It doesn't matter if you are renting space to conduct business or renting out space as a property owner, it's important to have all the details in place up front to avoid trouble in the future.
When signing a commercial lease, regardless of what side you're on, you're glad to finally have a deal in place. Unfortunately, this can lead to a situation in which you don't focus enough time and attention on the finer details.
The best way to prevent a dispute is for both parties to sign a detailed commercial lease. This should include the following:
- The name of the tenant and property owner
- The address of the building
- The terms of occupancy
- The length of the lease
- The monthly payment
- The amount of the security deposit (and the terms that govern it)
- Who is in charge of paying for utilities
- All expenses the tenant must pay
- An outline of any parking that is available
- Rules on subletting the property
- The type of business to take place at the property
- The party responsible for paying legal fees should a dispute arise
Now that you better understand what to include in a commercial lease, there are a few important questions to answer:
- Are there any provisions in the commercial lease that are prohibited by law? This can be something as simple as excluding tenants due to their sex, color or race.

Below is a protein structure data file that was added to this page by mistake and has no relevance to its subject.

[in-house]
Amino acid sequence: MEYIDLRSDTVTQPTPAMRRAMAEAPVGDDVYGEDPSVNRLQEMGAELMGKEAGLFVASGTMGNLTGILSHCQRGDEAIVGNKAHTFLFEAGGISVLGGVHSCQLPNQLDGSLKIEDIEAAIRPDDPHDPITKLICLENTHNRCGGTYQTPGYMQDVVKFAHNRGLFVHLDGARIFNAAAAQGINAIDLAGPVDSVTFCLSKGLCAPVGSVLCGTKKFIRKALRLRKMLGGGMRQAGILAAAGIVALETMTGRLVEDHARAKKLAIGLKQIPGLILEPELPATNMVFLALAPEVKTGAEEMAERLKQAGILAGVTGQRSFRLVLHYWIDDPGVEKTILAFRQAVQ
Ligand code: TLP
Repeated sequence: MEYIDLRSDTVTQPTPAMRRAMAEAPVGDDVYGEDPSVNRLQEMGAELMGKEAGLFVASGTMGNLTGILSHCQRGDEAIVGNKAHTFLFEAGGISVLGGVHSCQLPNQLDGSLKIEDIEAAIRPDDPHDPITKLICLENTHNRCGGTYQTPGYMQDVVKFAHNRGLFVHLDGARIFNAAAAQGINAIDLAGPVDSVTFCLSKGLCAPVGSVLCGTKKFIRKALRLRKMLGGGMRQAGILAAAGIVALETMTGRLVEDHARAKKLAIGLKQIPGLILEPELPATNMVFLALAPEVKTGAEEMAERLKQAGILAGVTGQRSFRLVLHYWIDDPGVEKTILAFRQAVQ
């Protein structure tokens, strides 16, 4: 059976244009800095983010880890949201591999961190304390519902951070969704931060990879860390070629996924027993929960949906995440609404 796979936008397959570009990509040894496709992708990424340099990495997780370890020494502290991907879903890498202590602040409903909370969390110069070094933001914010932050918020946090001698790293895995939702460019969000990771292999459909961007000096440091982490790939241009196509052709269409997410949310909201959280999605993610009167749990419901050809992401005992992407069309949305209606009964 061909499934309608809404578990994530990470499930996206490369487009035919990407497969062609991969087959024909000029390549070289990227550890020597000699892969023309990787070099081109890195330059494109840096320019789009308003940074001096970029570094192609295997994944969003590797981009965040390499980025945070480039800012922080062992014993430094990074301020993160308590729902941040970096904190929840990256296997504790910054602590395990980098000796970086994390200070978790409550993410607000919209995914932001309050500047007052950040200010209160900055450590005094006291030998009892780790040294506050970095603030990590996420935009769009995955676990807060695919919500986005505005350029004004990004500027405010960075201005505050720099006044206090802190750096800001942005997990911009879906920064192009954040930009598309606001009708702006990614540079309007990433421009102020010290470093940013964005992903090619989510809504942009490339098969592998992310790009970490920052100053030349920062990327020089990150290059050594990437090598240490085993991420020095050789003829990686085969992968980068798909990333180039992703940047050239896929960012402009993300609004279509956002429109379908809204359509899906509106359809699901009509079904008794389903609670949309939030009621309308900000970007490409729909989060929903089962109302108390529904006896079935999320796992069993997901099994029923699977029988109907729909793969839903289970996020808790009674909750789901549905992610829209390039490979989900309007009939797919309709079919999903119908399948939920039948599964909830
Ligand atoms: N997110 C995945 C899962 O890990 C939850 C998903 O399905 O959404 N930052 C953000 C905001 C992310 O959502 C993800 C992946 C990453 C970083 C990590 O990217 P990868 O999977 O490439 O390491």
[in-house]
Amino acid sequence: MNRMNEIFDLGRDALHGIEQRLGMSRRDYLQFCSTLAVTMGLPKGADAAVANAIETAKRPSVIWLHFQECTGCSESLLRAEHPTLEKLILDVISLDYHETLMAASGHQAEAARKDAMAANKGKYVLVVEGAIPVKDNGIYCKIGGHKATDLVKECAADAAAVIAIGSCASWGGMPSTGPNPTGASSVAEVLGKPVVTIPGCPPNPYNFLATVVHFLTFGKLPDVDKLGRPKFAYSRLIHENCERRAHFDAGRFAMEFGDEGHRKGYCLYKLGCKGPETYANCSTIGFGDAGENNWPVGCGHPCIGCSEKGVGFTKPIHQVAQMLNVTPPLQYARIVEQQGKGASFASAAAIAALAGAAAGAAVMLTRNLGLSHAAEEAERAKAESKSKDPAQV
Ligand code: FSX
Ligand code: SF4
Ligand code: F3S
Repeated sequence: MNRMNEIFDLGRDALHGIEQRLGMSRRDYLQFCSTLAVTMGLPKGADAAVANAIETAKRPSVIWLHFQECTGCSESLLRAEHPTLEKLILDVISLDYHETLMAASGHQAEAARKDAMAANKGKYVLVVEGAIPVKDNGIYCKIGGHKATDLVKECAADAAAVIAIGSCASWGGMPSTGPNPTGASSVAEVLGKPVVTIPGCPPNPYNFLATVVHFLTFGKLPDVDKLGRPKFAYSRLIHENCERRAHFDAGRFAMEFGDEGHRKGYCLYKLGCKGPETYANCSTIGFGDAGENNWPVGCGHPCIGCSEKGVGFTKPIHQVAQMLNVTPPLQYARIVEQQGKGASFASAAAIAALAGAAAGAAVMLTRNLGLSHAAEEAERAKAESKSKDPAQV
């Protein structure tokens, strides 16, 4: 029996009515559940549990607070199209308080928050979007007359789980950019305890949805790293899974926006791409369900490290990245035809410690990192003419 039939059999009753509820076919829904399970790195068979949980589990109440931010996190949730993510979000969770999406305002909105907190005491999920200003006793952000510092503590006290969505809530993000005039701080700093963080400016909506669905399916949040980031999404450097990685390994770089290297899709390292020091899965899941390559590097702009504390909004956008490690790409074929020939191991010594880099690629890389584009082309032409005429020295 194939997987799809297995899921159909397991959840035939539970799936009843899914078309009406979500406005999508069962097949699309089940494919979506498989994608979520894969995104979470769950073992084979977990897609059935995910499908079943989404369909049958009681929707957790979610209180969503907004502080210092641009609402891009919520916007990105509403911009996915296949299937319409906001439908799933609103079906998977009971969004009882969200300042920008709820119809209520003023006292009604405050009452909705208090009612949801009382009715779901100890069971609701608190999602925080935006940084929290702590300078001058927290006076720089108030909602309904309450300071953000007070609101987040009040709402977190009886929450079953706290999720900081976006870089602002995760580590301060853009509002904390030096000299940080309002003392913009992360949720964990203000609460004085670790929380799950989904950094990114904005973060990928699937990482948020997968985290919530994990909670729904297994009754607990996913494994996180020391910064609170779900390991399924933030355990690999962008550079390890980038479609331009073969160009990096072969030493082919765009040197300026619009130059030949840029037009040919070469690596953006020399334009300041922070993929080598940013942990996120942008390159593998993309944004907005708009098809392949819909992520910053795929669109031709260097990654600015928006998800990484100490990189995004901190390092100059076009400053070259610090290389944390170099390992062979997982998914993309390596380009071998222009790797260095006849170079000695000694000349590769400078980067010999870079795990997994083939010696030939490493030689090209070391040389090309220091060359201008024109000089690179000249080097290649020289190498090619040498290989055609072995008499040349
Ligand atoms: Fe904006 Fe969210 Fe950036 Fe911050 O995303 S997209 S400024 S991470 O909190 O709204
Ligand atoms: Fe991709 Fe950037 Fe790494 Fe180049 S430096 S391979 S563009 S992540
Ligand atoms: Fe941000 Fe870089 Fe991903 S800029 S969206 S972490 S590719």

- Is a commercial lease the same as a rental agreement? They appear similar on the surface, but there are some differences. For example, a rental agreement is used for short-term tenancy, while a lease is typically for a longer term arrangement.
- Do you understand why the property owner can evict the tenant? You hope it never comes to this, but you must have a clear idea of why an eviction could happen. This is good to know no matter what side of the deal you're on.
If you're not doing anything to prevent a commercial lease dispute, you're increasing the likelihood that this will happen in the future.
If you find yourself dealing with a dispute, review your lease in great detail for a better idea of what to do next. You need to understand your legal rights and how to protect them, all so you can put this issue in the past soon enough.